Stay Tuned for what comes next…

 

 

 

 

 

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Are you Nucking Futs?

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We did it!  We moved our family of 6 to the magical land of Costa Rica and the next few blogs will provide insight as to how we made this decision and the physical/emotional journey of actually manifesting our desires in to action.

The seed was planted roughly 5 years ago when Adam and I first visited Costa Rica. There was a vibrancy, an energy that felt like home to me.  Time and time again, I questioned how we could make a move to Costa Rica happen but never made a strong effort to answer that question.  While the yearning to live in this tropical wonderland never really subsided, I allowed life to dictate a path for me.  I chose to be a spectator to my life rather than an active participant.

Fast forward 5 or so years and I found myself living in Arlington, Texas, and I was very aware of the nagging feeling that this was not the place for me (or my family).  I had this belief that I could (and should) be happy anywhere.  I had plenty of “rational” conversations with myself about how I should be content.  I owned a beautiful home on a small pond in a upscale neighborhood.  I had many friends.   The kids had friends.  I had two thriving businesses.  Adam had a well-paying full time gig.  My kids were attending top-rated schools.  I had a rich social life with zumba, bootcamp, yoga, pokeno, parties, etc.  I had easy access to every type of food, entertainment, store I could imagine. I was living “better” than probably more than 90% of the world’s population and, yet, no matter how much I rationalized how I should be feeling, I wasn’t feeling it.  Something was amiss and and I could no longer continue to ignore that pull.  I could continue to allow life to happen to me or I could listen to the call, drop fear, and start creating the life that was calling me forth.  Of course, my life consists of more than just MY wants and desires so I needed to be responsible in how I approached this questioning.  We are a family of six and it mattered that all members felt they had a voice in where the journey would lead us and what constituted a life of fullness for each of us individually and us as a group.
Searching for this answer came so very easily when we approached it one tiny step at a time.  The first step was acknowledging the pull, the whispers of my heart.  Without judgment.  Without any shoulds or should-nots.  The second step was to present my desires of change to my life partner and four boys.  And once they were on board with the idea of imagining/creating a different life path (because it turns out all of us were feeling misplaced/misaligned in our Texas life) we took the very next step.  We needed to know WHY we wanted to make the change.  We didn’t need to know what those changes would look like or how they would come to fruit or even if they would come to fruit but we needed to be very clear about WHAT needed to change.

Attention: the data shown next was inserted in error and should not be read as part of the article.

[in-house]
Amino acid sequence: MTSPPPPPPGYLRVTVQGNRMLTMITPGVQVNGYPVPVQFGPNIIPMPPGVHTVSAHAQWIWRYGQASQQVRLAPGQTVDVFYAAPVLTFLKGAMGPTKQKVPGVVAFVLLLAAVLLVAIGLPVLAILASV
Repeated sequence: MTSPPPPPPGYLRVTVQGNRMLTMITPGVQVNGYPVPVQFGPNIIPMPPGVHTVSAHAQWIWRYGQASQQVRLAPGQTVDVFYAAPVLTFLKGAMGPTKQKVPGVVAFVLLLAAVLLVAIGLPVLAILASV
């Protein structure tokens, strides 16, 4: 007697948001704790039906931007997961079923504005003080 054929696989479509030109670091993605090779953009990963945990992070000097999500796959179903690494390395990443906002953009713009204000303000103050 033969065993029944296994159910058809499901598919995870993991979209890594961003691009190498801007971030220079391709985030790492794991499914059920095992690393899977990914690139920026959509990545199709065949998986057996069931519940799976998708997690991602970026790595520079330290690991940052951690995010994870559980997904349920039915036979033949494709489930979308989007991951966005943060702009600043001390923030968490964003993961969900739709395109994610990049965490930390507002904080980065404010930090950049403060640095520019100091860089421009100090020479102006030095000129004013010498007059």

So we sat down and made a values list.  What did we as a family value?
Our list looked like this….

values

Quality Time. Nature. Slower Pace of Life. Cleaner Eating. Simplicity. Lower Cost of Living. Community. Education Model/Support. Spiritual Health. Eco-conscious (off-grid). Cooperation. Sustainability. Personal Freedom.  Culture of Like-Mindedness.  Social Medicine.  Less Government.  Less Capitalism.  Sharing.  Shared Responsibility.  Equality. Encouragement of Play.  Multi-generational Influences.  Peaceful Spaces.  Mindful Consumption.  Empowerment.  Inspired Career.

And just like that we were all in agreement of what we valued, what values were currently out of alignment, and what we wanted to set out to manifest.

We have referred to this ‘values list’ a million times over during the exploratory and transitional period of the last 8-9 months.  Every time someone has asked us, “Why are you moving to Costa Rica?”  We know why!  Every time someone has mentioned that we may be nucking futs.  And, every time we have questioned our own sanity and decision making capabilities.  We just pull up this list and breathe in the absolute knowing, “ahhhhhh, yes, this is exactly why we are doing what we are doing.”

In response to all those who have questioned if we are nucking futs?  Absolutely nucking futs!  But at least we are nucking futs with values!

 

 

He Said What?!?

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He Said What?!?

We were out mountain biking with some friends and J decided he needed to say something to my girlfriend, E.

J:  Can I give you a compliment?  
E:  Sure.
J:  You might want to know that you’re a chatterbox and talk alot.  
E:  Um.  Thanks.  Not sure that was a compliment.

On the way home, I wanted to clarify exactly what J had meant.

Me:  J, what do you think compliment means?
J:  It means you tell somebody something about themselves that they might not know and they need to know.  
Me:  Ah.  A compliment is actually saying something kind about someone.  
J:  Oops.
Me:  What were you trying to tell E? 
J:  That she talks too much.  I thought she might want to know.  I’m just not used to girls and how much they talk and I thought she should know.  I wasn’t trying to be mean but I wasn’t trying to compliment her either.  I guess I was informing.
Me:  Next time, shoot for the compliment.  

Lucky for me, E is super cool and I love that she’s a “chatterbox”.  


S:  Mom, I kind of like the word dick.  
Me:  Oh yeah, why is that?
S:  It just sounds cool.
Me:  I kind of like that word too.  
S:  If we like it, why can’t we just use it?  It sounds better than penis.  
Me:  People consider it to be vulgar.  It’s simply kinder in our society to limit our use of that word.  
S:  I guess that makes sense.  I just wish penis was vulgar and dick was kind.